You’ve probably heard the claim that if it’s been a stressful day, a cigarette will help calm the nerves. Well, several studies now prove that the only stress a cigarette can put at bay is the stress caused by not having one.
In fact, a study recently published in the August edition of the journal Addiction discovered that within a year of quitting smoking, ex-smokers experienced lower stress levels than they had when they were lighting up regularly. In order to come to this conclusion, researchers involved in the study monitored a group of 469 people who had been hospitalized for heart disease. Those who quit reported feeling less stressed a year later.
At the start of the study, nearly 85% voiced their belief that smoking actually helped them handle the stressful events in their lives to a certain degree. Only a year later, just over 40% had not returned to smoking.
When acknowledged from both a psychological and physiological standpoint, smoking is clearly not the healthiest choice, so why are nearly 12 million cigarettes smoked worldwide each minute?
Nicotine addiction is one of the most difficult demons to battle for many people. The immediate and long-term harmful effects on the body are often outweighed by the momentary “calming” effect many smokers report feeling at the moment they take that first drag. Many people turn back to smoking, or believe they won’t be able to quit, simply because as soon as the nicotine leaves the body, withdrawal begins and the next cigarette is soon mindlessly in hand. Perhaps it is easier to understand when you look at the immediate symptoms associated with quitting, as reported by the American Heart Association.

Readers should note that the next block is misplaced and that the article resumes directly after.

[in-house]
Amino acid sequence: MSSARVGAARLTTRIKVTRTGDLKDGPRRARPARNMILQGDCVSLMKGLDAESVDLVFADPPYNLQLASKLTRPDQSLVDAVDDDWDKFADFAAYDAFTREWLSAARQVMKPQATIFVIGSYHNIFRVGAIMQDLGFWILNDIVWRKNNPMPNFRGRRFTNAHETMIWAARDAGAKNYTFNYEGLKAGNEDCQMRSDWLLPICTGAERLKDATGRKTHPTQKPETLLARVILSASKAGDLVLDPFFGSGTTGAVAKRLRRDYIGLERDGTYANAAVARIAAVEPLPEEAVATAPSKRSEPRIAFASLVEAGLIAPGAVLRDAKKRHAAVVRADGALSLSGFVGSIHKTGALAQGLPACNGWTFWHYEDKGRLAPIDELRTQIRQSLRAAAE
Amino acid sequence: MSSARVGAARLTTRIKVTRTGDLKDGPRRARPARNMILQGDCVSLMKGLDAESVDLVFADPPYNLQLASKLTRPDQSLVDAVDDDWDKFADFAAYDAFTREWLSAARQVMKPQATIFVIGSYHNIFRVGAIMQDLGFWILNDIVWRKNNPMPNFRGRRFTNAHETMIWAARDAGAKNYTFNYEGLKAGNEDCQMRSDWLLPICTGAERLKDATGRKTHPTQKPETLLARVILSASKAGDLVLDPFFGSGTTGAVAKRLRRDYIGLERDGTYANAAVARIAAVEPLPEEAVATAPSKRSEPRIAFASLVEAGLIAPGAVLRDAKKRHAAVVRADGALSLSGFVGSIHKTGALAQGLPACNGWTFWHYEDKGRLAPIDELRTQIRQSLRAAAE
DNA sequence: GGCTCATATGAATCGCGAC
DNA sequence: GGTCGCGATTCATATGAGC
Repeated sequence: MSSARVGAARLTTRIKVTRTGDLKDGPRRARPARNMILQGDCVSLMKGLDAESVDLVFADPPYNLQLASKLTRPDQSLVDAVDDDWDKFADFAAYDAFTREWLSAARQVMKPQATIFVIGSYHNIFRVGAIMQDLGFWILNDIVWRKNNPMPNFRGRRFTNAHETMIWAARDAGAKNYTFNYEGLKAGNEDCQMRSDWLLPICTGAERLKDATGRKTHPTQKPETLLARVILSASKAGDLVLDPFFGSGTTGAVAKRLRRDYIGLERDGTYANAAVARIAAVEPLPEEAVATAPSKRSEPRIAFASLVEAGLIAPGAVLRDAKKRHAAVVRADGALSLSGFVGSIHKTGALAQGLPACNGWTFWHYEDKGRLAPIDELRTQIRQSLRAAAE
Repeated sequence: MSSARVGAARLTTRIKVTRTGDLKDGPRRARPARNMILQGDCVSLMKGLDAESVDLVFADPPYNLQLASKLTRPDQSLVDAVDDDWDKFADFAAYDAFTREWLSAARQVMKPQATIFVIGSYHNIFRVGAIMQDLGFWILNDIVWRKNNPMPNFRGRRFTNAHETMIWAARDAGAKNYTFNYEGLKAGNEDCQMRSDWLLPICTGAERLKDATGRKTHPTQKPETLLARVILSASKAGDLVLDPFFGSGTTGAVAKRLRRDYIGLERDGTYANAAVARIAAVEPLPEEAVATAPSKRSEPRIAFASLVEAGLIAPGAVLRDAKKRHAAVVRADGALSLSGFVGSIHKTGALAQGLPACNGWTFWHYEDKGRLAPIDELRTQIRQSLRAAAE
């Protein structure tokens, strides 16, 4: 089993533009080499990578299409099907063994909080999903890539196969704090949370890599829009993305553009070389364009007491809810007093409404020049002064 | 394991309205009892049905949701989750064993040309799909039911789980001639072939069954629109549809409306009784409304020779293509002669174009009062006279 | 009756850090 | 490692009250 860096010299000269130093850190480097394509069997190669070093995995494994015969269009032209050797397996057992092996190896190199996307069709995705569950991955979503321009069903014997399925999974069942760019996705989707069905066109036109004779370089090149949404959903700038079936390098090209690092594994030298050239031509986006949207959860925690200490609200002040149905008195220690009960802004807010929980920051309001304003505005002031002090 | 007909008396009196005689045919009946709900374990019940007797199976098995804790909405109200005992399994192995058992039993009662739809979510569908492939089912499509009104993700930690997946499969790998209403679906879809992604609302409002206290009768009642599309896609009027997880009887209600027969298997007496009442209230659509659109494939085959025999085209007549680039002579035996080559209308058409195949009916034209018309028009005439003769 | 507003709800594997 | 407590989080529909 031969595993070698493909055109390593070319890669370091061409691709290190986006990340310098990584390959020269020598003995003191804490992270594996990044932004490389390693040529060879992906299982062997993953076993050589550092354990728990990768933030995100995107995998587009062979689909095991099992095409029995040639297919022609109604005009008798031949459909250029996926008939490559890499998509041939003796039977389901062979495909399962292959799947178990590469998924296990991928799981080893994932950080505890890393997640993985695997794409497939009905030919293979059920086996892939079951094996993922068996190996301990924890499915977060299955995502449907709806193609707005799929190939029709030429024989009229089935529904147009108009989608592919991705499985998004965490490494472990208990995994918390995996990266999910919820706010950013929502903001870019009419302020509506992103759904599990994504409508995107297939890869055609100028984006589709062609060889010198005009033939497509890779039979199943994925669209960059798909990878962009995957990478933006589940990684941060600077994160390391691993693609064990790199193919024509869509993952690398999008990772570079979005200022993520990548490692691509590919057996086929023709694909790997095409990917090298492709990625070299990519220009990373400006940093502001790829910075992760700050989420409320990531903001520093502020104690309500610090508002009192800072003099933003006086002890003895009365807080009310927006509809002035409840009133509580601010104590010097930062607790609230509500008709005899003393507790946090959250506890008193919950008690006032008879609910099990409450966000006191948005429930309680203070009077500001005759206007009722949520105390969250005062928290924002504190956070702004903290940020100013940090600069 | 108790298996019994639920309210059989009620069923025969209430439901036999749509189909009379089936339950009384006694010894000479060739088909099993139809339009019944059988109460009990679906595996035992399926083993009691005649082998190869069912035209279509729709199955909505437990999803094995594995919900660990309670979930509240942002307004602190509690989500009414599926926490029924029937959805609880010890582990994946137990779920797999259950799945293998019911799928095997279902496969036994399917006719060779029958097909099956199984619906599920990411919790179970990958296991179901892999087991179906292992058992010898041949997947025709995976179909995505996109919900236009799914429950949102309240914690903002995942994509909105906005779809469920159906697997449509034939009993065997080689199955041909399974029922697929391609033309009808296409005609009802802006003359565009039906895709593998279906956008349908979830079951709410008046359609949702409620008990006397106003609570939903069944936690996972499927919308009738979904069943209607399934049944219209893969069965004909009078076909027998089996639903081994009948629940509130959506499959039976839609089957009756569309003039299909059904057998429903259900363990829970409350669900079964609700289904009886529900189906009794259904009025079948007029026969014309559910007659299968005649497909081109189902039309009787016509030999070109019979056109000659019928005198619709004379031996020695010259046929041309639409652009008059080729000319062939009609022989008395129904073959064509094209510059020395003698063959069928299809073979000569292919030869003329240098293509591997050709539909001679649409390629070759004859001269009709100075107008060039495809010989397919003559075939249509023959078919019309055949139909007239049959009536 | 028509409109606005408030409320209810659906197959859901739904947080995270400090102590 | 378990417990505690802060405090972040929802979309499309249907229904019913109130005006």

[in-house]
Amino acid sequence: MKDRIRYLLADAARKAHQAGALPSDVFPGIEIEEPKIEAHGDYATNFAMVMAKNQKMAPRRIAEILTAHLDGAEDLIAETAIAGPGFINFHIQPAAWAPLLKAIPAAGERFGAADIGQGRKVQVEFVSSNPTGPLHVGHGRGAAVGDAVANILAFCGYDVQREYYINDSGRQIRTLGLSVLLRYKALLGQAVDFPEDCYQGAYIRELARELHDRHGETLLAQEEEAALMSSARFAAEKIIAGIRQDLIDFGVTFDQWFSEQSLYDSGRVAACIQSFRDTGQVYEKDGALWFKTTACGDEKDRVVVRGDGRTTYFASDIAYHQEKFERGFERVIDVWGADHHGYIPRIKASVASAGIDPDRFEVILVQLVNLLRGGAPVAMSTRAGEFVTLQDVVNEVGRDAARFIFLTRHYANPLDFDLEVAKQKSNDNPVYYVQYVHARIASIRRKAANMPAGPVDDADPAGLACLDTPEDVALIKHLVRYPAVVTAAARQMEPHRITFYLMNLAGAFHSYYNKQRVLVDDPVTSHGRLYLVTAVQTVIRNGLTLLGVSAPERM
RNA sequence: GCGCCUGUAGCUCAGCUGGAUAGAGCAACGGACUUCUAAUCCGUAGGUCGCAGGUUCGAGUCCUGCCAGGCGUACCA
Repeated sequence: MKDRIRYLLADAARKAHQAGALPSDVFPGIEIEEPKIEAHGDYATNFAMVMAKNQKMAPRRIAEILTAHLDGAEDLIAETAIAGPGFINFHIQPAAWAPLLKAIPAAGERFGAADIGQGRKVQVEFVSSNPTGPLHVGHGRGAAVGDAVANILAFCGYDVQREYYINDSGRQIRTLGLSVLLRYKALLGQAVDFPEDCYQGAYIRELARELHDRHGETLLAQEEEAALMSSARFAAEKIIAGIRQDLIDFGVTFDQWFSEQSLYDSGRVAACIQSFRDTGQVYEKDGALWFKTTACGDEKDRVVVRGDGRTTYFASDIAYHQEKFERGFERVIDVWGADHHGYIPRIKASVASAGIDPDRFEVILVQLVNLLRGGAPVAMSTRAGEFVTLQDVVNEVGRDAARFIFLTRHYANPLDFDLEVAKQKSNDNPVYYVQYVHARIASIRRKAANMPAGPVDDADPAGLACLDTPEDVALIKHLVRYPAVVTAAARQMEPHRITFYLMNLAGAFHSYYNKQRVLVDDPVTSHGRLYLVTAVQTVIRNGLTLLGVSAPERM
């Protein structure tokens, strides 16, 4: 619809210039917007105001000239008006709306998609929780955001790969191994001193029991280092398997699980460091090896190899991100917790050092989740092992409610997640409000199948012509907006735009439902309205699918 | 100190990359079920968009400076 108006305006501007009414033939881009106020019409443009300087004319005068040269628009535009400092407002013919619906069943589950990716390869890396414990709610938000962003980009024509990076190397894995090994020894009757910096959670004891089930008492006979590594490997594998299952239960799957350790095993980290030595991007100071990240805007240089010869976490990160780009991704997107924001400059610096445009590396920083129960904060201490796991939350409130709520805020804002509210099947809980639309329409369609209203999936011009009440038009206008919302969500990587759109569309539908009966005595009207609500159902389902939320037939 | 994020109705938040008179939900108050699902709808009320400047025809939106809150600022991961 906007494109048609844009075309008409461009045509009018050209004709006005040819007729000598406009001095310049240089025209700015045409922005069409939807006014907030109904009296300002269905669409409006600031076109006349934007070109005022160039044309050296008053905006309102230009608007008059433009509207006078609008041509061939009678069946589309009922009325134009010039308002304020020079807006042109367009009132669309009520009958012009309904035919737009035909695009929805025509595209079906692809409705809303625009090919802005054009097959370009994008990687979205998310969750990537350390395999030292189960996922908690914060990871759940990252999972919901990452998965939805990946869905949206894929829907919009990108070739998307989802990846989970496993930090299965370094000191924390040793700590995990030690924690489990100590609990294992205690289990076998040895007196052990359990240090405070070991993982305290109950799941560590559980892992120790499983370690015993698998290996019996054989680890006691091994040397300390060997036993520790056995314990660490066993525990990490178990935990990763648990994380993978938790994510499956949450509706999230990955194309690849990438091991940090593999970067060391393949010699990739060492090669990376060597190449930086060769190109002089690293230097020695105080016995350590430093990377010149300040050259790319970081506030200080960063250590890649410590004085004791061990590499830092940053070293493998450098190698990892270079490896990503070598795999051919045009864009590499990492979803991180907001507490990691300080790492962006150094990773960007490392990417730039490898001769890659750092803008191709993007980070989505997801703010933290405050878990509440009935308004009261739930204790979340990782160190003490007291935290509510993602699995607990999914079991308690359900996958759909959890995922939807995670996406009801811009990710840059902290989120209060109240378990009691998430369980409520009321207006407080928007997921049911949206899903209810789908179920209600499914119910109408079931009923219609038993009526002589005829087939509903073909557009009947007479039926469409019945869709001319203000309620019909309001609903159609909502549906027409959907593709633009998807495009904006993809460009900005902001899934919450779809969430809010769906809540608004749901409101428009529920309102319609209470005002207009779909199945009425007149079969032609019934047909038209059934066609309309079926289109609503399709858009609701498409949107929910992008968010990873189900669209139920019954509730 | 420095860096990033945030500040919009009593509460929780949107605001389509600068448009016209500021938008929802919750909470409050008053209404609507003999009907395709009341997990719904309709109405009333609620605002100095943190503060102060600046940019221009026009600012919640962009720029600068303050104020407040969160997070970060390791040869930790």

decreased heart rate
increased appetite or weight gain
When you consider the above symptoms, it becomes a bit more clear why the stress experienced by smokers in between cigarettes, or while trying to quit, can be quite overwhelming. Now compare these with the immediate effects experienced by the smoker upon lighting up a cigarette.
quick burst of energy
improved reaction time/attention span
pleasant/happy feeling from dopamine production in the brain
Those who have never smoked may find it difficult to understand why anyone would choose to continue a lifestyle that is the cause of one in five deaths in the United States alone, but when you look at the immediate affects of going sans cigarette versus continuing the addiction, you can see that quitting is no walk in the park.
The good news is that nicotine withdrawal does get easier over time. Many say the cravings are most intense within the first three days, but after the first month they begin to diminish. If motivation is what you are looking for, just take a look at what else is going on in your body when you quit smoking.
20 Minutes: Heart rate lowers
12 hours: Carbon monoxide in your blood goes back to normal
2 weeks – 3 months: Your risk of heart attack is decreased and your lungs begin working more efficiently
1 – 9 months: Lungs continue to feel better and coughing decreases along with decreased risk of lung infection
1 year: Risk of heart disease is now half of what is was as a smoker
5 years: Risk of stroke is same as a non-smoker
10 years: Risk of lung cancer is reduced by half
15 years: Risk of heart disease is the same as a non-smoker
Makes quitting seem a bit more worthwhile, doesn’t it?